Time’s Up for a Change of Political Focus: Katniss Everdeen’s Ecofeminist Leadership in The Hunger Games Film Series

  • Mónica Martín Universidad de Zaragoza


This article explores Katniss Everdeen’s ecofeminist political agency in The Hunger Games film series (2012-2015) in the light of global social movements in the late 2010s. As a young destitute woman who defies the oppressive rules of an oligarchic and patriarchal totalitarian order, Katniss (Jennifer Lawrence) represents the utopian potential of intersectional politics forged across class, gender, racial and geopolitical borders. In opposition to ecocidal and patriarchal conceptions of progress, Katniss’s ecofeminist heroism is illustrative of the emergence of cosmopolitan political imaginaries that advocate sustainable, egalitarian collective futures constructed beyond the methodological frameworks of neoliberal globalisation and material dialectics. Contemporary with young activists like Greta Thunberg, one of the founders of the ecological movement Fridays for Future, Katniss can be taken as a cinematic representative of a new generation of utopian political actors for whom individual well-being is tied to ecosocial welfare and cosmopolitan inclusion.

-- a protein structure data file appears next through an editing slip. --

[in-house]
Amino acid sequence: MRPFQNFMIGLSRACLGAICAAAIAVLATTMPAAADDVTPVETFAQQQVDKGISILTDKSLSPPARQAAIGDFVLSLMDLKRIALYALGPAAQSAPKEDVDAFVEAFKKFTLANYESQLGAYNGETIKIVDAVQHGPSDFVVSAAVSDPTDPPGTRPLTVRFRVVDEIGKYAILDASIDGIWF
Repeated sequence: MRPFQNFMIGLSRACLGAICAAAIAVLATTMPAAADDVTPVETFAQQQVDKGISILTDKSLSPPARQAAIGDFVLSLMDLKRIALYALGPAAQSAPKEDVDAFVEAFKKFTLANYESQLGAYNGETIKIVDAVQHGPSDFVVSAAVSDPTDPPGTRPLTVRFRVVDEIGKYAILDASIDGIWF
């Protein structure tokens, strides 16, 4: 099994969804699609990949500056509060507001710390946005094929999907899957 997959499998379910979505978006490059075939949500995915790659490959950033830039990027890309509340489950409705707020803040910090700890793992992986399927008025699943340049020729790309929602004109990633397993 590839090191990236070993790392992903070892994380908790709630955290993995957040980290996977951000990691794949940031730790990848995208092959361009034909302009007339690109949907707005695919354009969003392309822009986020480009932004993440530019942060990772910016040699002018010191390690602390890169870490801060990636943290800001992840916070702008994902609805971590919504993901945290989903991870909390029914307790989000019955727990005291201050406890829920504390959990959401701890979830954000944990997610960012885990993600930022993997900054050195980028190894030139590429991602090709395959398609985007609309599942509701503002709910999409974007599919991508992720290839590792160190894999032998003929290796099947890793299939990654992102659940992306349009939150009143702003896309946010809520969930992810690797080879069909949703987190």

Author Biography

Mónica Martín , Universidad de Zaragoza
Mónica Martín is a lecturer in English Studies at the University of Zaragoza and a coinvestigator on the research project “Between Utopia and Armageddon: The Spaces of the Cosmopolitan in Contemporary Cinema” (FFI-2017-83606). Her PhD thesis (2020) analyses cosmopolitan hopes in twenty-first-century cinema. She holds an MA in Film Studies from University College London and her research interests include utopia and dystopia in the movies and the sociology of globalisation.


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